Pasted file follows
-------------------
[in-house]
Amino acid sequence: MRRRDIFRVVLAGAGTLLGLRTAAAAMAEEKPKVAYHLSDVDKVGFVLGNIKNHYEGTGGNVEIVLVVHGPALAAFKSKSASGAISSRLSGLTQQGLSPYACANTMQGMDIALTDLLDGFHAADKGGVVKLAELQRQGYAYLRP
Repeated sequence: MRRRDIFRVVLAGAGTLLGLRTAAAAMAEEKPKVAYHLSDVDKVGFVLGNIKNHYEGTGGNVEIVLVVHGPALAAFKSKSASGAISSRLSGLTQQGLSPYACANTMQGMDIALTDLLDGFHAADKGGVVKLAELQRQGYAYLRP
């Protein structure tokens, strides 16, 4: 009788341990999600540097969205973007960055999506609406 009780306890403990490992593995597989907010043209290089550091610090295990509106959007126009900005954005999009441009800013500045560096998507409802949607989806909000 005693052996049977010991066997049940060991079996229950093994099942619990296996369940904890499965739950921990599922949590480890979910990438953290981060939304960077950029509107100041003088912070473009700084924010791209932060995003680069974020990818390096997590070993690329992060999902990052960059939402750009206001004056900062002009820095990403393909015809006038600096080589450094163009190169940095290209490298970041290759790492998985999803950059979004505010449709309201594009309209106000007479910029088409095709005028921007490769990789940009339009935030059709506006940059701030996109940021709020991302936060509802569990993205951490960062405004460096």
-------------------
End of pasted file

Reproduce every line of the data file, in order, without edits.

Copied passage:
[in-house]
Amino acid sequence: MRRRDIFRVVLAGAGTLLGLRTAAAAMAEEKPKVAYHLSDVDKVGFVLGNIKNHYEGTGGNVEIVLVVHGPALAAFKSKSASGAISSRLSGLTQQGLSPYACANTMQGMDIALTDLLDGFHAADKGGVVKLAELQRQGYAYLRP
Repeated sequence: MRRRDIFRVVLAGAGTLLGLRTAAAAMAEEKPKVAYHLSDVDKVGFVLGNIKNHYEGTGGNVEIVLVVHGPALAAFKSKSASGAISSRLSGLTQQGLSPYACANTMQGMDIALTDLLDGFHAADKGGVVKLAELQRQGYAYLRP
């Protein structure tokens, strides 16, 4: 009788341990999600540097969205973007960055999506609406 009780306890403990490992593995597989907010043209290089550091610090295990509106959007126009900005954005999009441009800013500045560096998507409802949607989806909000 005693052996049977010991066997049940060991079996229950093994099942619990296996369940904890499965739950921990599922949590480890979910990438953290981060939304960077950029509107100041003088912070473009700084924010791209932060995003680069974020990818390096997590070993690329992060999902990052960059939402750009206001004056900062002009820095990403393909015809006038600096080589450094163009190169940095290209490298970041290759790492998985999803950059979004505010449709309201594009309209106000007479910029088409095709005028921007490769990789940009339009935030059709506006940059701030996109940021709020991302936060509802569990993205951490960062405004460096």